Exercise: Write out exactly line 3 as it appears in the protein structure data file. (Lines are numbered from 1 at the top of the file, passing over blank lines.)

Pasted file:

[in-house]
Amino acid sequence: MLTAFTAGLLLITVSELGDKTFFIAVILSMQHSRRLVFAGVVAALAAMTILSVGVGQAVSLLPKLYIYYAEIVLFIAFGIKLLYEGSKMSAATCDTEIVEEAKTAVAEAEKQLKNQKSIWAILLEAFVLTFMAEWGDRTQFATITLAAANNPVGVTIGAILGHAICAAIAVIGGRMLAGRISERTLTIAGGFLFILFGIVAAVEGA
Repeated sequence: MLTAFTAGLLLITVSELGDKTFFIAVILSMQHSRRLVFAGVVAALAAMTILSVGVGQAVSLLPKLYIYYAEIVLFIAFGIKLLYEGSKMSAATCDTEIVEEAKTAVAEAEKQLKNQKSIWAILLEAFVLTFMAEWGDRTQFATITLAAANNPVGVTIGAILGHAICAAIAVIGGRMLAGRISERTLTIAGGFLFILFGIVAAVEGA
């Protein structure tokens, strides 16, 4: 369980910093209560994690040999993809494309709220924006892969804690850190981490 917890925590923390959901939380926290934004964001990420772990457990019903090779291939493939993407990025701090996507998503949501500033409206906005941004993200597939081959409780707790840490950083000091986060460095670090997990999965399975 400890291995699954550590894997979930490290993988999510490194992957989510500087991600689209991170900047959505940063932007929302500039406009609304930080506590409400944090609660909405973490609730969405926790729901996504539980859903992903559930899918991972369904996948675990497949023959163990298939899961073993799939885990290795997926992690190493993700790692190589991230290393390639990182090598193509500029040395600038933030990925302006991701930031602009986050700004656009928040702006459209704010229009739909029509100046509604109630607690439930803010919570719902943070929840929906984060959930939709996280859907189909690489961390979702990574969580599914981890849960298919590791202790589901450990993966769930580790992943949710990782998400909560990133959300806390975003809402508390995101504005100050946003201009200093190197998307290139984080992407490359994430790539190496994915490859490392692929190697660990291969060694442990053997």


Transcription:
Repeated sequence: MLTAFTAGLLLITVSELGDKTFFIAVILSMQHSRRLVFAGVVAALAAMTILSVGVGQAVSLLPKLYIYYAEIVLFIAFGIKLLYEGSKMSAATCDTEIVEEAKTAVAEAEKQLKNQKSIWAILLEAFVLTFMAEWGDRTQFATITLAAANNPVGVTIGAILGHAICAAIAVIGGRMLAGRISERTLTIAGGFLFILFGIVAAVEGA